It really was a Glorious Twelfth this year with young grouse speeding through the butts and raising smiles all round — despite the rain
It was so good to be loading on the Glorious Twelfth this season after missing out last year due to low grouse stocks. The heather was in full purple bloom and I have never seen such strong young grouse flying with such vigour; some were even tending to pack a little. They were speeding through the butts like late September grouse and we had to work hard to catch up with them.
When we first arrived in the morning we could see at least 30 Land Rovers and fourwheel drives of different descriptions parked up. The main contingent, which we followed on to the moor, consisted of a dozen Rovers. Why, oh why, does Land Rover never give keepers some sponsorship, when we must be its main purchaser in spadefuls?
It was good to catch up with old faces, some of whom we had not seen for two years due to last season’s low bird numbers. All in all, there must have been more than 70 people turning out for this first day of the grouse year. What a massive boost for the local area, which has very little other means of employment.
The major thing that struck me, after I had shaken hands with dozens of people, was the social cohesion that exists among the keepers, beaters and Guns. The rain was coming down like stair rods but the smiles on the faces of everybody were testament to this part of our cultural heritage.
The local game dealer had turned out and, after the first drive, he was heading down to London to help promote grouse around the different chefs and restaurants. We must all do what we can to promote game, especially in our local areas. If we had even more access to small processors we would maximise the supply and benefits of game.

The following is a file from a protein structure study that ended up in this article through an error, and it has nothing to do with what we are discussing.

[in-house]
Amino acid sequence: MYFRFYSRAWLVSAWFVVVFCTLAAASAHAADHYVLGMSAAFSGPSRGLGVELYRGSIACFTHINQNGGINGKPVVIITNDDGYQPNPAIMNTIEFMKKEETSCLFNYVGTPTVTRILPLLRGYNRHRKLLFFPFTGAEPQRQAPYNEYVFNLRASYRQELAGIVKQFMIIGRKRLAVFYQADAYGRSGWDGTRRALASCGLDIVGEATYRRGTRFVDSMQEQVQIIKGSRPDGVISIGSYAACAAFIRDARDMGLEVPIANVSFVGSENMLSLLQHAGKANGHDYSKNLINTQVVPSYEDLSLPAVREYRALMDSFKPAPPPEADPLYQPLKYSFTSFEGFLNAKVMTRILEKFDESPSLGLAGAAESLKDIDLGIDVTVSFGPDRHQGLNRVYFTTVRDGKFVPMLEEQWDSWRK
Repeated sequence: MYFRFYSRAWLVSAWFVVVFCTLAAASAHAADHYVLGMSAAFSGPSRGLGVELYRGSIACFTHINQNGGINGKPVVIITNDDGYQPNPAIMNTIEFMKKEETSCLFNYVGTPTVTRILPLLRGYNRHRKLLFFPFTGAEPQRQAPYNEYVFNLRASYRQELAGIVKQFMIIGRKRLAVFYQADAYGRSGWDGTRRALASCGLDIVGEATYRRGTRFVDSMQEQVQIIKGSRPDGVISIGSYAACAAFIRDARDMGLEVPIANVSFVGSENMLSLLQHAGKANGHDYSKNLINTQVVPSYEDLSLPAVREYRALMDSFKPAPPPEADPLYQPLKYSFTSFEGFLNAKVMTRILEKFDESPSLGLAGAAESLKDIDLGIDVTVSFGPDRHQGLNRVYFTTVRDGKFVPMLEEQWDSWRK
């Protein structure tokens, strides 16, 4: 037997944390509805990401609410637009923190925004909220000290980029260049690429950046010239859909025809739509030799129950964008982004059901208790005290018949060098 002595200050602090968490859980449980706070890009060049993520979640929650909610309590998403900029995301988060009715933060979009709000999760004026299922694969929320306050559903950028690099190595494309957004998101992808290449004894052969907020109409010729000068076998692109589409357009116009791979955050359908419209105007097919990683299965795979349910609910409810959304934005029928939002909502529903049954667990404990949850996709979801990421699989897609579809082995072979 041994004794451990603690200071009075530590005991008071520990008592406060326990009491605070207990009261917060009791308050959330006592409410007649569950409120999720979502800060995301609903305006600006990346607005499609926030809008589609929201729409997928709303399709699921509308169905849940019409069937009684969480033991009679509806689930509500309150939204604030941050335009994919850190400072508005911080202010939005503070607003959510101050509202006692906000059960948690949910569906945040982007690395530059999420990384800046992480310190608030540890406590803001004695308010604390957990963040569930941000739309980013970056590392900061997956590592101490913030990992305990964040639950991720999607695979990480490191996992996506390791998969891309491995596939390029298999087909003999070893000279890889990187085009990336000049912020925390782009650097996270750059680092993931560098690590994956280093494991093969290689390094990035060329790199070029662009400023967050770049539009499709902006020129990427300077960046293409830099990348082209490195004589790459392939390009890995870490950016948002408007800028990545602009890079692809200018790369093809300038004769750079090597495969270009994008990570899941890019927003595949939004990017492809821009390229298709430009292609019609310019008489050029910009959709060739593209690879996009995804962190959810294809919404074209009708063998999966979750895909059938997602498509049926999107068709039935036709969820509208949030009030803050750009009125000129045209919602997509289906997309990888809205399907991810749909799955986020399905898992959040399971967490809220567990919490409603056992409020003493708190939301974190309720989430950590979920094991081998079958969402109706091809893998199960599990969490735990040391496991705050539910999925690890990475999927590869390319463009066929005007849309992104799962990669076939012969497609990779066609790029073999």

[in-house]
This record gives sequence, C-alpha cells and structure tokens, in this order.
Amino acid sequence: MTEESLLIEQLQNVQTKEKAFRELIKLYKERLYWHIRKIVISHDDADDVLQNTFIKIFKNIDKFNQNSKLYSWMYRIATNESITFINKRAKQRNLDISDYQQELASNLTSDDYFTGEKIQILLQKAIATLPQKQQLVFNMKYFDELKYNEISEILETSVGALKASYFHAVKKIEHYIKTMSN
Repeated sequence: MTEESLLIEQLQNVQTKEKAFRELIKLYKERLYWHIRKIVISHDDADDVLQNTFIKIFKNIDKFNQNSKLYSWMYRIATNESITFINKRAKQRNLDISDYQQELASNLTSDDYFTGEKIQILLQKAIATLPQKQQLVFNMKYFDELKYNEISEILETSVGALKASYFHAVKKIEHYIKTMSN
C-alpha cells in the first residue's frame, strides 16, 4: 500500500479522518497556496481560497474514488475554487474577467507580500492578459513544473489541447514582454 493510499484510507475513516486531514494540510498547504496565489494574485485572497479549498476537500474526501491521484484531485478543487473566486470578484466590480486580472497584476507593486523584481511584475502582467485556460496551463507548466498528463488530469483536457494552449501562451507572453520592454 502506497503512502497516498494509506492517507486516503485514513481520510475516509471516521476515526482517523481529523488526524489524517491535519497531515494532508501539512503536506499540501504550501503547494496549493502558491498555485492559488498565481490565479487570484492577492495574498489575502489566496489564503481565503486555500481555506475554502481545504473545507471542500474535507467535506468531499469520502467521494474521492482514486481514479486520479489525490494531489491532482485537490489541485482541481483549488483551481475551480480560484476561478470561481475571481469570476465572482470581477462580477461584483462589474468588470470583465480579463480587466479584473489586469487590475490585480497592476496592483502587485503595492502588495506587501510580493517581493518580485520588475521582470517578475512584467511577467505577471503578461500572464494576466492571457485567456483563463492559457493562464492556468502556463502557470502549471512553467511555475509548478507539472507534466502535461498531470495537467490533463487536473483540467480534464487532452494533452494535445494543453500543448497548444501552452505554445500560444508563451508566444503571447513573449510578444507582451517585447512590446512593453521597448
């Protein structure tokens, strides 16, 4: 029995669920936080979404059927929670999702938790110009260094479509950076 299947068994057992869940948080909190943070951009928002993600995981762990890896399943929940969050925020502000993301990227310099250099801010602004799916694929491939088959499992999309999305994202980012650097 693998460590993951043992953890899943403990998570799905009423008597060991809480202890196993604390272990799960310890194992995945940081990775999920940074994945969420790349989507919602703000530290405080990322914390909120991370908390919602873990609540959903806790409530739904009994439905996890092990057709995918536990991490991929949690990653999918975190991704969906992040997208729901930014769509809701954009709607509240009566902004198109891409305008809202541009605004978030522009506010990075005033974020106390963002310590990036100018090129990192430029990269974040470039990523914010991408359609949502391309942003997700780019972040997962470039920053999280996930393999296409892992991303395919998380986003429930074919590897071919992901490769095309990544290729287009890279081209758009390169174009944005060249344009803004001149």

The married couple I was looking after were both keen hunters and we had many tales to tell each other. We got on to the subject of the medicated grit boxes that we saw throughout the day and I explained how the double-sided box was designed to give the grouse the medicated grit earlier in the year, which helped control the number of worms in their gut; the boxes are shut off well before the shooting season and the grouse can be safely shot and entered into the food chain.
We also had a long discussion about Lyme disease, which has become common here in Scotland. Everybody who works in the country either knows a family member or friend who has, or has had, this horribly debilitating disease. Many years ago when the Scottish Government passed our open access laws, we informed everybody who would listen that this was a ticking time bomb but nobody took heed. 42 • SHOOTING TIMES & COUNTRY MAGAZINE
Some doctors, particularly in the towns and cities, still have no idea what the symptoms are and can be quite naive when it comes to making a diagnosis. People have tragically died due to the disease.
The couple who were with me had no idea that keepers and estates are helping to stop the spread of Lyme disease by controlling some of the mammals that carry ticks and by treating sheep, which act as “tick mops”. Nobody else seems to be actively trying to deal with this problem.
We could also see a large tract of forestry in the distance a few miles away. This gave us a chance to discuss how vulnerable all our ground-nesting birds are, especially the poor waders. Controlling predators on open moorland is very hard work, but when commercial forestry blocks run alongside your ground it becomes almost impossible to keep on top of the predators.
We have been lobbying our Government to make forestry owners responsible for controlling vermin. Currently, they have no obligation to keep on top of foxes or crows, which leaves our waders with no protection whatsoever. These are big problems but sometimes small changes can go a long way.
“We had to work hard to catch up with the birds, which were like late September grouse”
The social cohesion that exists among the keepers, beaters and Guns on a shoot day is striking